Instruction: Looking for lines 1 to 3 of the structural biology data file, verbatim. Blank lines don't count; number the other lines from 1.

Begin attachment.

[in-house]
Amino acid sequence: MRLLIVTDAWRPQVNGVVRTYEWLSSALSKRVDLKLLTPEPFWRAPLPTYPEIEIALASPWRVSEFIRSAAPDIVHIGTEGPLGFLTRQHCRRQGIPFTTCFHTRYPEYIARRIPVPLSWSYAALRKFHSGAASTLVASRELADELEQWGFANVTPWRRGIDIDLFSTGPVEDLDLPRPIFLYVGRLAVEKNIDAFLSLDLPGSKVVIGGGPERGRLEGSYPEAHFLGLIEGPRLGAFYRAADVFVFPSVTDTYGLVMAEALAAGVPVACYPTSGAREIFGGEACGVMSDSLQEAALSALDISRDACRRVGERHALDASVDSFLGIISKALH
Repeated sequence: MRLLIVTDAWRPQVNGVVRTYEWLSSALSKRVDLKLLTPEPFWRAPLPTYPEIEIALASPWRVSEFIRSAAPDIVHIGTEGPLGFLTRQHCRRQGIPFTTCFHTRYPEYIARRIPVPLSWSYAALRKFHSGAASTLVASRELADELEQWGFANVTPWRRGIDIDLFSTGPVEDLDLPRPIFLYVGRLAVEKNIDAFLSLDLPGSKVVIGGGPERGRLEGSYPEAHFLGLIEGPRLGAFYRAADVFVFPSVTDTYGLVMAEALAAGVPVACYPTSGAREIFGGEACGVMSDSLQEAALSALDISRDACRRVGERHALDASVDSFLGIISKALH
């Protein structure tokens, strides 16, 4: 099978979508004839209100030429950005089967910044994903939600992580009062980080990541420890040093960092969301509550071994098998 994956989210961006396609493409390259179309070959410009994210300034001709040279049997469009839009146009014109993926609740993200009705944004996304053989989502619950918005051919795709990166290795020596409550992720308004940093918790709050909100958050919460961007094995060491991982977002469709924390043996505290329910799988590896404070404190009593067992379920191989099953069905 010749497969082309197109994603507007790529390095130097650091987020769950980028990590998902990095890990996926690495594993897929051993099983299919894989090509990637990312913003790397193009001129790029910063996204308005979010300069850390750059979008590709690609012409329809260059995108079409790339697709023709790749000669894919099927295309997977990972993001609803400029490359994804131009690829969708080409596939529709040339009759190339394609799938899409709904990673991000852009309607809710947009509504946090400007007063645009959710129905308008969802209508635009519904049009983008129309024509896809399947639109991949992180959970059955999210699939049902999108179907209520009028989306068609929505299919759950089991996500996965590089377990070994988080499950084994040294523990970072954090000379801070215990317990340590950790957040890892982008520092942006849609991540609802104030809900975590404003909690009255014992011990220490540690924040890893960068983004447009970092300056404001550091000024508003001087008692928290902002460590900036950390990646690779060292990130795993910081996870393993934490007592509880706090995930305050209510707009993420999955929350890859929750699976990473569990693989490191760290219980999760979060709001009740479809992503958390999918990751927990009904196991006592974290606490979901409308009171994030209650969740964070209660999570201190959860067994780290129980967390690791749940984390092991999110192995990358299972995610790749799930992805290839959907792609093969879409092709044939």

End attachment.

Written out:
[in-house]
Amino acid sequence: MRLLIVTDAWRPQVNGVVRTYEWLSSALSKRVDLKLLTPEPFWRAPLPTYPEIEIALASPWRVSEFIRSAAPDIVHIGTEGPLGFLTRQHCRRQGIPFTTCFHTRYPEYIARRIPVPLSWSYAALRKFHSGAASTLVASRELADELEQWGFANVTPWRRGIDIDLFSTGPVEDLDLPRPIFLYVGRLAVEKNIDAFLSLDLPGSKVVIGGGPERGRLEGSYPEAHFLGLIEGPRLGAFYRAADVFVFPSVTDTYGLVMAEALAAGVPVACYPTSGAREIFGGEACGVMSDSLQEAALSALDISRDACRRVGERHALDASVDSFLGIISKALH
Repeated sequence: MRLLIVTDAWRPQVNGVVRTYEWLSSALSKRVDLKLLTPEPFWRAPLPTYPEIEIALASPWRVSEFIRSAAPDIVHIGTEGPLGFLTRQHCRRQGIPFTTCFHTRYPEYIARRIPVPLSWSYAALRKFHSGAASTLVASRELADELEQWGFANVTPWRRGIDIDLFSTGPVEDLDLPRPIFLYVGRLAVEKNIDAFLSLDLPGSKVVIGGGPERGRLEGSYPEAHFLGLIEGPRLGAFYRAADVFVFPSVTDTYGLVMAEALAAGVPVACYPTSGAREIFGGEACGVMSDSLQEAALSALDISRDACRRVGERHALDASVDSFLGIISKALH